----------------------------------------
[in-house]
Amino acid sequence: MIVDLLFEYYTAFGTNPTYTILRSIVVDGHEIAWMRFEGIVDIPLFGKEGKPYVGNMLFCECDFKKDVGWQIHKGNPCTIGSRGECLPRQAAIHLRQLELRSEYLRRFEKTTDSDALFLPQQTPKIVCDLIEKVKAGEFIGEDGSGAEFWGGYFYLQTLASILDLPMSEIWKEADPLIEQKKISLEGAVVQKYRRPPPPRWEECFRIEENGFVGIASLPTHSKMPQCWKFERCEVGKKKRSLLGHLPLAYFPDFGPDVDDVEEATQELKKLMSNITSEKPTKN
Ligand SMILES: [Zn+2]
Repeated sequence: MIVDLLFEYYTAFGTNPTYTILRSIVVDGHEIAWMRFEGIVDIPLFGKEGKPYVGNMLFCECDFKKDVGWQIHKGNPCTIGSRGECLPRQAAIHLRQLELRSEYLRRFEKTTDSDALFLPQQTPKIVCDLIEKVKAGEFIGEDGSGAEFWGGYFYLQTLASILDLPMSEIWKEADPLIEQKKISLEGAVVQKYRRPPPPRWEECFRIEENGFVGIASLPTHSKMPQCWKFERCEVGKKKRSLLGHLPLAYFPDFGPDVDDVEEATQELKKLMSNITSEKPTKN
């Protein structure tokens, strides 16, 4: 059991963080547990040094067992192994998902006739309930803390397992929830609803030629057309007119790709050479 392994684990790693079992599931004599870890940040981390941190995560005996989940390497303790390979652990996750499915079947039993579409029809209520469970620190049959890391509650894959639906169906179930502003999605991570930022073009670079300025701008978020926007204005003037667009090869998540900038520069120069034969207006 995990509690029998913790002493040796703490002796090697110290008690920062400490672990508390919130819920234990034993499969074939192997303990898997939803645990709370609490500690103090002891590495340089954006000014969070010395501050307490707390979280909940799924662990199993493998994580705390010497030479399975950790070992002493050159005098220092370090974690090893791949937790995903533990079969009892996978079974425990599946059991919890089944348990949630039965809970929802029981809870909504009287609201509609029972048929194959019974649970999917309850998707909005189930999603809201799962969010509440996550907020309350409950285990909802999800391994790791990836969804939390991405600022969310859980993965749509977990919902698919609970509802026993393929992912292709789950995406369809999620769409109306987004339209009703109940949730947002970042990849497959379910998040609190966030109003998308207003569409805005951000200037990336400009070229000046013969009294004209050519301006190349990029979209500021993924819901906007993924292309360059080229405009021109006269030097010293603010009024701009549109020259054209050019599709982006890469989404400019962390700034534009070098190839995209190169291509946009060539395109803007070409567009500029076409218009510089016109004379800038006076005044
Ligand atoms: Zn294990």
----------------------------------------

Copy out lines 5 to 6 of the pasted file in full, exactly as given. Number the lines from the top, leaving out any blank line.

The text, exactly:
């Protein structure tokens, strides 16, 4: 059991963080547990040094067992192994998902006739309930803390397992929830609803030629057309007119790709050479 392994684990790693079992599931004599870890940040981390941190995560005996989940390497303790390979652990996750499915079947039993579409029809209520469970620190049959890391509650894959639906169906179930502003999605991570930022073009670079300025701008978020926007204005003037667009090869998540900038520069120069034969207006 995990509690029998913790002493040796703490002796090697110290008690920062400490672990508390919130819920234990034993499969074939192997303990898997939803645990709370609490500690103090002891590495340089954006000014969070010395501050307490707390979280909940799924662990199993493998994580705390010497030479399975950790070992002493050159005098220092370090974690090893791949937790995903533990079969009892996978079974425990599946059991919890089944348990949630039965809970929802029981809870909504009287609201509609029972048929194959019974649970999917309850998707909005189930999603809201799962969010509440996550907020309350409950285990909802999800391994790791990836969804939390991405600022969310859980993965749509977990919902698919609970509802026993393929992912292709789950995406369809999620769409109306987004339209009703109940949730947002970042990849497959379910998040609190966030109003998308207003569409805005951000200037990336400009070229000046013969009294004209050519301006190349990029979209500021993924819901906007993924292309360059080229405009021109006269030097010293603010009024701009549109020259054209050019599709982006890469989404400019962390700034534009070098190839995209190169291509946009060539395109803007070409567009500029076409218009510089016109004379800038006076005044
Ligand atoms: Zn294990």